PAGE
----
Sister Jensen was facing some difficult problems. She had prayed for help and for peace of mind, but the answers seemed slow in coming. One particularly frustrating day, she cried out in prayer, “O God, why hast thou turned away from me when I need thy help?”
“Then to my mind,” she recalls, “came the still, small voice. It seemed to say, ‘When have I forsaken you? Was I not there when you received your testimony of the Book of Mormon, when you made your decision to marry, and when your newborn son was critically ill?’ Suddenly I remembered the many, many times in my life when I had received the Lord’s help and when I had felt of his great love for me. It was I who had not remembered him.”
The scriptures contain many examples of the importance of remembering. Nephi admonished his brothers Laman and Lemuel to “give heed to the word of God and remember to keep his commandments always in all things.” (1 Ne. 15:25.) When they opposed Nephi’s building a ship, he recounted the Lord’s blessings to them and told them that they were “swift to do iniquity but slow to remember the Lord your God.” (1 Ne. 17:45.) Are we ever “slow to remember the Lord”? Or do we remember him only in times of trouble?
Sometimes we become so busy with our daily activities that we don’t always remember the Lord. How can we “always remember him”? We can think of him often and of what he would have us do. We can pray, read the scriptures, and keep the commandments. We can remember our blessings and thank our Father in Heaven for his goodness to us.
In times of trial, we may have difficulty remembering our blessings. But when we feel as if God has forgotten us, we can do as Alma the Younger did—remember previous blessings he and others had received from the Lord. And Alma’s list of blessings was long:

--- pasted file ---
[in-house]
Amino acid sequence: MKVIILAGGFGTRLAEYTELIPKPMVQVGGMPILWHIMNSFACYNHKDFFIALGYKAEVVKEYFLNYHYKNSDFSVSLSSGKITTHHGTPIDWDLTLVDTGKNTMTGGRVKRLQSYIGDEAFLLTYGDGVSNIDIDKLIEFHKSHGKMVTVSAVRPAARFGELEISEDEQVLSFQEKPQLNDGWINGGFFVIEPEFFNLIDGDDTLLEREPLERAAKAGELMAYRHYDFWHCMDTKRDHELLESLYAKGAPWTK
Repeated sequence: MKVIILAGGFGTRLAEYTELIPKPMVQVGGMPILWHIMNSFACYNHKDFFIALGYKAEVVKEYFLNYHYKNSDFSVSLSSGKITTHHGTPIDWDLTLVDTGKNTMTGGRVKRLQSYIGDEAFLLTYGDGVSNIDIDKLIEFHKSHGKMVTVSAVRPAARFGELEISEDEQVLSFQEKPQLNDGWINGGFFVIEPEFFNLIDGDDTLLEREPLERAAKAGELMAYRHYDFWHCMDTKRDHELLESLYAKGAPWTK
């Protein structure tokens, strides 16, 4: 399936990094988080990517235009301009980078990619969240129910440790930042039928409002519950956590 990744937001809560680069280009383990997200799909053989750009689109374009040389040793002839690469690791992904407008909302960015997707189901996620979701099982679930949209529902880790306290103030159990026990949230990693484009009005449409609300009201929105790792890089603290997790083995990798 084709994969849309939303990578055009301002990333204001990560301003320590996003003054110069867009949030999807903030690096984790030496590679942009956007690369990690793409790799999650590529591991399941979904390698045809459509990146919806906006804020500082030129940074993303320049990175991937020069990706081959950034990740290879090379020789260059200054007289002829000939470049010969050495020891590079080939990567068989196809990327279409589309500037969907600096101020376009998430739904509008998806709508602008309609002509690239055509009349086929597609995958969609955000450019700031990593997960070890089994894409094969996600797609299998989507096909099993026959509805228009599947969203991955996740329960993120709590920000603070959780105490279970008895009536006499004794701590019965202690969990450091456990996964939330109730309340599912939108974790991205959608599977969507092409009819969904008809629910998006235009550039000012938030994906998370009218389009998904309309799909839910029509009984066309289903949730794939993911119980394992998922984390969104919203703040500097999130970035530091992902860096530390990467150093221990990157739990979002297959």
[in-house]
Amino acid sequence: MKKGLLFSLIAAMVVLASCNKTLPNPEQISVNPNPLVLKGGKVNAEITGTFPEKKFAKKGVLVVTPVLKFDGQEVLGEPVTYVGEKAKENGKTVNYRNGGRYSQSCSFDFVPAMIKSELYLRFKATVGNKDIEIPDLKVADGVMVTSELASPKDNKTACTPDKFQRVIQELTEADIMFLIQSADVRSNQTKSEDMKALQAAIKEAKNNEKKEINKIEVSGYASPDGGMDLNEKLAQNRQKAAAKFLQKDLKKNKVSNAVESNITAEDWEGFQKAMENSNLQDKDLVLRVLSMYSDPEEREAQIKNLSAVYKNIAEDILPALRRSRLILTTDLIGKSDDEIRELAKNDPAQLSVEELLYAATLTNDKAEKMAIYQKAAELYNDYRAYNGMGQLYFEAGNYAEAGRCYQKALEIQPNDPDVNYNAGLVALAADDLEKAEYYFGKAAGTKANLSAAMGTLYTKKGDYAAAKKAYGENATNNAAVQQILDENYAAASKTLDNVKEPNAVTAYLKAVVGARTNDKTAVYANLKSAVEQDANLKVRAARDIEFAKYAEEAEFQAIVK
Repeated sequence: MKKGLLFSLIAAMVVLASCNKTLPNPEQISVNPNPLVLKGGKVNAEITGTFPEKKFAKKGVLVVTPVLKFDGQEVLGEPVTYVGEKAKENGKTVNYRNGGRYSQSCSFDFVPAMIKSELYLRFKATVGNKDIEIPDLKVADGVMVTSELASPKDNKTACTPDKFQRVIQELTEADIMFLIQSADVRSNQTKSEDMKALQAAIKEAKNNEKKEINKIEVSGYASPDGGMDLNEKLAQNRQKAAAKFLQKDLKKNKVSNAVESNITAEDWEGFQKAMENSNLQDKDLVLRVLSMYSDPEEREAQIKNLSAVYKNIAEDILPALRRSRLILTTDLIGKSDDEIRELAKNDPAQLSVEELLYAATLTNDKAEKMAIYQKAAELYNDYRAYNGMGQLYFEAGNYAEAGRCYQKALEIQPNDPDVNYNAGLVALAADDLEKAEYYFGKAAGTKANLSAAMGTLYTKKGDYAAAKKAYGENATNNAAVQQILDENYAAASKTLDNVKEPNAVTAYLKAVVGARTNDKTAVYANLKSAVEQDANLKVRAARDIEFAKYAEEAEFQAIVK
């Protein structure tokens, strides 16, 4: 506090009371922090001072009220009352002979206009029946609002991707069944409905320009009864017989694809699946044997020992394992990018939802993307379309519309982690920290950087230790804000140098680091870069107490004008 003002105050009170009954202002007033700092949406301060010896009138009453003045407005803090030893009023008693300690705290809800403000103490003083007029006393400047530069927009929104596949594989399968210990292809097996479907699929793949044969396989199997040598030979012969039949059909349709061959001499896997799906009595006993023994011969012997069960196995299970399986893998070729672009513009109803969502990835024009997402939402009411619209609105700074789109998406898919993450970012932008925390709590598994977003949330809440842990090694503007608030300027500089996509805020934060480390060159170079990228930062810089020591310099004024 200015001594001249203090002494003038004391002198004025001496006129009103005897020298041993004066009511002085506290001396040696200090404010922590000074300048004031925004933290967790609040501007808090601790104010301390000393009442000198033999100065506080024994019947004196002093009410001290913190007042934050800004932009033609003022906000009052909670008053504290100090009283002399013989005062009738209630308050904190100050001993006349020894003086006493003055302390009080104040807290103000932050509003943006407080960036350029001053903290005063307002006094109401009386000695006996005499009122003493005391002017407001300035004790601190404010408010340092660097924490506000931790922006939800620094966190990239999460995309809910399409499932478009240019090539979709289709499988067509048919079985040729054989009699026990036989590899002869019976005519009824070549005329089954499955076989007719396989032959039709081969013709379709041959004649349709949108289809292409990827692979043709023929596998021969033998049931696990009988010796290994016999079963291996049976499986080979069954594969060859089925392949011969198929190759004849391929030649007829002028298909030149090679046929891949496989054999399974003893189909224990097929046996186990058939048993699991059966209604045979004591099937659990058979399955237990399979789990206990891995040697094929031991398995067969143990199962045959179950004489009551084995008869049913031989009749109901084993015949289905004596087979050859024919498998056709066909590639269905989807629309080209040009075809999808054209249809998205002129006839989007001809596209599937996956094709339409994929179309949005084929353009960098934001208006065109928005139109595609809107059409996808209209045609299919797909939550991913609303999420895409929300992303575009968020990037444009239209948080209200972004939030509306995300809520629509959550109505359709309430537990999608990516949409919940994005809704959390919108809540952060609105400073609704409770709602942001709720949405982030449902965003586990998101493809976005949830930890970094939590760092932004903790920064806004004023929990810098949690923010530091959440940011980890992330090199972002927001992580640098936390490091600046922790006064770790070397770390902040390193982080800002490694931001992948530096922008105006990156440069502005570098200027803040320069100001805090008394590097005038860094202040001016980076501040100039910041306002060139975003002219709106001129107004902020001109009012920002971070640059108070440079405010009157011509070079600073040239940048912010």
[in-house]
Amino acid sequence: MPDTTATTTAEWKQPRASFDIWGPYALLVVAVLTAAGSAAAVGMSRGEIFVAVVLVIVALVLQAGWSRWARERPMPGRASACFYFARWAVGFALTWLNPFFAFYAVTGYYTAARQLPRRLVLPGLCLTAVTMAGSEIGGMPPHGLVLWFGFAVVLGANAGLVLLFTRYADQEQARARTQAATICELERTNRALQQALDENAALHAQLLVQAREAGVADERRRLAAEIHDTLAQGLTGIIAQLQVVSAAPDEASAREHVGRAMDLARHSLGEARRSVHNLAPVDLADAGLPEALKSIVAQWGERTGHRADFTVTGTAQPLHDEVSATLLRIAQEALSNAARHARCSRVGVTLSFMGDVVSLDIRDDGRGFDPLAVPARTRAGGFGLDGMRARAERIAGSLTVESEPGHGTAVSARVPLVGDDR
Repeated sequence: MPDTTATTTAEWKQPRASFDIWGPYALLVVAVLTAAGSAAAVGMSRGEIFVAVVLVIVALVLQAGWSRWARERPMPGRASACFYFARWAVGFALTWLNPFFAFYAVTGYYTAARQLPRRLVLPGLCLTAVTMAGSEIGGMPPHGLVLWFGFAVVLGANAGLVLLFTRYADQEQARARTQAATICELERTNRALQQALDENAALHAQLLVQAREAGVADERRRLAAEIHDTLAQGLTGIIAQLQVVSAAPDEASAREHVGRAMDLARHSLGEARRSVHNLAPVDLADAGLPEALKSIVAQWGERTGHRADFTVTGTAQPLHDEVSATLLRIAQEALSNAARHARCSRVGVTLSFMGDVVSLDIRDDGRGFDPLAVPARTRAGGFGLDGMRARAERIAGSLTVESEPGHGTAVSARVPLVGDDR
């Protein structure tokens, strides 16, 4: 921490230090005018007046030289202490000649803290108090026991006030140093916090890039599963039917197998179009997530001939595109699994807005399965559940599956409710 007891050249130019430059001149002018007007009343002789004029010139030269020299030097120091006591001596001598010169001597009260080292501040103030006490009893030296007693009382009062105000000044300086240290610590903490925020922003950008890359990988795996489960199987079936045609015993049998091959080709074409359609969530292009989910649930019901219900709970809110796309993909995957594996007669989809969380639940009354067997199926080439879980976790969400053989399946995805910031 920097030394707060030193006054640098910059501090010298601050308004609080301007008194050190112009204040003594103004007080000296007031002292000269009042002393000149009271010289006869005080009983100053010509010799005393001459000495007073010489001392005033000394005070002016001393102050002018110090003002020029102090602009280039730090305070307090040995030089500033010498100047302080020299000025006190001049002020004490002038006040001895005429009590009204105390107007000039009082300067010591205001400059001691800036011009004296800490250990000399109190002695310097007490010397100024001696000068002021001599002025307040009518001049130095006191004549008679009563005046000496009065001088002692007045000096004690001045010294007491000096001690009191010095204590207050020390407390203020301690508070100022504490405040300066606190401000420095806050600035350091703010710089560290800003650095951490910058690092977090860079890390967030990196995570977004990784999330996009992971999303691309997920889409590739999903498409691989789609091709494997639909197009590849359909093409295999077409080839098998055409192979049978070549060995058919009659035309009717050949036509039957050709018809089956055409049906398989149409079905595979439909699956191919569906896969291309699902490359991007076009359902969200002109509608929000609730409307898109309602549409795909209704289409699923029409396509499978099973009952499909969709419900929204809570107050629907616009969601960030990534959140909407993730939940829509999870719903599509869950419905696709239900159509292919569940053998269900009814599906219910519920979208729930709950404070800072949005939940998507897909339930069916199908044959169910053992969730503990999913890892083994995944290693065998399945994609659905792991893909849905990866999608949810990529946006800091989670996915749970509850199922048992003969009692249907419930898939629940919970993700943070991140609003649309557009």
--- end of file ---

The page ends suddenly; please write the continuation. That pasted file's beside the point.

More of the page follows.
“I have been supported under trials and troubles of every kind, yea, and in all manner of afflictions; yea, God has delivered me from prison, and from bonds, and from death; yea, and I do put my trust in him, and he will still deliver me.
“And I know that he will raise me up at the last day … for he has brought our fathers out of Egypt, and he has swallowed up the Egyptians in the Red Sea; and he led them by his power into the promised land. …
“Yea, and he has also brought our fathers out of the land of Jerusalem; and he has also, by his everlasting power, delivered them out of bondage and captivity, from time to time even down to the present day; and I have always retained in remembrance their captivity; yea, and ye also ought to retain [it] in remembrance, as I have done.” (Alma 36:27–29.)
If we rehearse how the Lord has blessed us and others, we can then take heart that he will continue to bless us as we pray to him and seek his guidance. Today, with so many forces of evil surrounding us, we need more than ever to remember the Savior and keep his commandments. As Helaman said, “Remember, remember that it is upon the rock of our Redeemer, who is Christ, the Son of God, that ye must build your foundation.” (Hel. 5:12.) With Christ as our “foundation,” there is no challenge we cannot meet, no trial we cannot bear.
You or the sister you visit may wish to share how remembering the Lord and his goodness helped you at a particular time in your life.
Discuss ways we can remember the Savior in our everyday lives, and encourage the sister you visit to do so in ways that are meaningful for her.
(See Family Home Evening Resource Book, pp. 7–11, 17–19, 23–30, 36–63, 73, 109–15, 127–29 for related materials.)